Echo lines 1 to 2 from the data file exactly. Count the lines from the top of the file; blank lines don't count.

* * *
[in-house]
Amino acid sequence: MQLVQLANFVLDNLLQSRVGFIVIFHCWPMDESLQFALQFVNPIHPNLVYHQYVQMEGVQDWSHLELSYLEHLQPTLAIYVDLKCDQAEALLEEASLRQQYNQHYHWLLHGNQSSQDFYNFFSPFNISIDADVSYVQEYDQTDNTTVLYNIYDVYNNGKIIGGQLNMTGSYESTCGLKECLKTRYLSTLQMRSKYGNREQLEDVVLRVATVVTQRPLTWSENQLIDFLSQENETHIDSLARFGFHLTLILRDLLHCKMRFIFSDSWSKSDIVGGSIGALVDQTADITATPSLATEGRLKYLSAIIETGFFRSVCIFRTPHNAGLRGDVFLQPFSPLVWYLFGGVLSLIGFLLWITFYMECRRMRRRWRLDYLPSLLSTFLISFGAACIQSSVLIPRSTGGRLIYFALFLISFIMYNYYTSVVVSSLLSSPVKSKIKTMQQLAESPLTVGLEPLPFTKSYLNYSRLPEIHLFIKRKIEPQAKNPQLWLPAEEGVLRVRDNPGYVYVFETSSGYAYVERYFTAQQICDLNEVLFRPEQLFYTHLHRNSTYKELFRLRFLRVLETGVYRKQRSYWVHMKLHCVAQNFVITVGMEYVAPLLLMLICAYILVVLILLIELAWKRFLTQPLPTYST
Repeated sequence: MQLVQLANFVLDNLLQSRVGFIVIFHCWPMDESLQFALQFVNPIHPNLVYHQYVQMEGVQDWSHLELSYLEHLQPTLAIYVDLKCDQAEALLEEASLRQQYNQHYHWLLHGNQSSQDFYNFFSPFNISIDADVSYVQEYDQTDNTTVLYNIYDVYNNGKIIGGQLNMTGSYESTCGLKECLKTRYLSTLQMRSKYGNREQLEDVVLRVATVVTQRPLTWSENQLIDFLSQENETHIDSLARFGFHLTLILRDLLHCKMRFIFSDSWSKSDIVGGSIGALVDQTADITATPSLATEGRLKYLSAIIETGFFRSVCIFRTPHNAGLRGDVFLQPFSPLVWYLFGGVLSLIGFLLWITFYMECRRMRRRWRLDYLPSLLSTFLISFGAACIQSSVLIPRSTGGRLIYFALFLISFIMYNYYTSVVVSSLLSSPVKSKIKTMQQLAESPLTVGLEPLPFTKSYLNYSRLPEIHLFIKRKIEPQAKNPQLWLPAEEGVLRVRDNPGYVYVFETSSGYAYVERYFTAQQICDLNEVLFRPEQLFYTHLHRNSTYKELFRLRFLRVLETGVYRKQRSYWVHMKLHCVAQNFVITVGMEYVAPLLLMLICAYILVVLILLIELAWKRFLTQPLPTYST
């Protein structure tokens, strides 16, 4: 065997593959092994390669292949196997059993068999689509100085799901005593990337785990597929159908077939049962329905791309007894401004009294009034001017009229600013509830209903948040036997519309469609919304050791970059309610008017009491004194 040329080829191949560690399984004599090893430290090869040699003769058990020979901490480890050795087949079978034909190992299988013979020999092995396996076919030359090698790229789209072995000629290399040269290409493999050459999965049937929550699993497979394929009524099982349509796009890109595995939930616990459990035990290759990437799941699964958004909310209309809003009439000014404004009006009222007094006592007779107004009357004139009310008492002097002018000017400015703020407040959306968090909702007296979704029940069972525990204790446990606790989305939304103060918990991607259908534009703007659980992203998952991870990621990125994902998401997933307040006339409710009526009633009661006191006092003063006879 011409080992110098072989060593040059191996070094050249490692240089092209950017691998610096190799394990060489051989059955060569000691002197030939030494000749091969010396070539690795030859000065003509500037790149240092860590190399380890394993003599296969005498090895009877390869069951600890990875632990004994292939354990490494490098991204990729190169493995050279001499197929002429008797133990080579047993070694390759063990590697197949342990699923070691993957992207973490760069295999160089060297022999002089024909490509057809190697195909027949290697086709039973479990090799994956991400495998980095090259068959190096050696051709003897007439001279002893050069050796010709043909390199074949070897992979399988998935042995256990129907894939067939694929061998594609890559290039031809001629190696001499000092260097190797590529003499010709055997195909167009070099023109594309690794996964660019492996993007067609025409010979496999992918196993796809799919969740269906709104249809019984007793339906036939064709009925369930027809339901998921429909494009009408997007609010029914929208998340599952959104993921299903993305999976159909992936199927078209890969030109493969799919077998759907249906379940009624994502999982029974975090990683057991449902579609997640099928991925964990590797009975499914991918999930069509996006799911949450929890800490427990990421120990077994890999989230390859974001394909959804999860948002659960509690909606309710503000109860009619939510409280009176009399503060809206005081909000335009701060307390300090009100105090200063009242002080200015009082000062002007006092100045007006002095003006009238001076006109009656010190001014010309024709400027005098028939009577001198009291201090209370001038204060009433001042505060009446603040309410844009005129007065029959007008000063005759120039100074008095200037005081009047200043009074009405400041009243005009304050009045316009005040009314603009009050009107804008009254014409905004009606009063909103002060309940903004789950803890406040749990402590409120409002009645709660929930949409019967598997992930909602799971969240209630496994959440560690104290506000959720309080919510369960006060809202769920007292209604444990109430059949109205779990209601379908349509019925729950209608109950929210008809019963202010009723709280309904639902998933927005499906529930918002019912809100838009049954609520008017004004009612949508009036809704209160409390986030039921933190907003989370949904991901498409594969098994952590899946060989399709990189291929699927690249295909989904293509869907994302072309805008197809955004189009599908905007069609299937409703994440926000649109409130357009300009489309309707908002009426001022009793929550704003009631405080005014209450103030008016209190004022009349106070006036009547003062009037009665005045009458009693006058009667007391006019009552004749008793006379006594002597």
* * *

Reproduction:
[in-house]
Amino acid sequence: MQLVQLANFVLDNLLQSRVGFIVIFHCWPMDESLQFALQFVNPIHPNLVYHQYVQMEGVQDWSHLELSYLEHLQPTLAIYVDLKCDQAEALLEEASLRQQYNQHYHWLLHGNQSSQDFYNFFSPFNISIDADVSYVQEYDQTDNTTVLYNIYDVYNNGKIIGGQLNMTGSYESTCGLKECLKTRYLSTLQMRSKYGNREQLEDVVLRVATVVTQRPLTWSENQLIDFLSQENETHIDSLARFGFHLTLILRDLLHCKMRFIFSDSWSKSDIVGGSIGALVDQTADITATPSLATEGRLKYLSAIIETGFFRSVCIFRTPHNAGLRGDVFLQPFSPLVWYLFGGVLSLIGFLLWITFYMECRRMRRRWRLDYLPSLLSTFLISFGAACIQSSVLIPRSTGGRLIYFALFLISFIMYNYYTSVVVSSLLSSPVKSKIKTMQQLAESPLTVGLEPLPFTKSYLNYSRLPEIHLFIKRKIEPQAKNPQLWLPAEEGVLRVRDNPGYVYVFETSSGYAYVERYFTAQQICDLNEVLFRPEQLFYTHLHRNSTYKELFRLRFLRVLETGVYRKQRSYWVHMKLHCVAQNFVITVGMEYVAPLLLMLICAYILVVLILLIELAWKRFLTQPLPTYST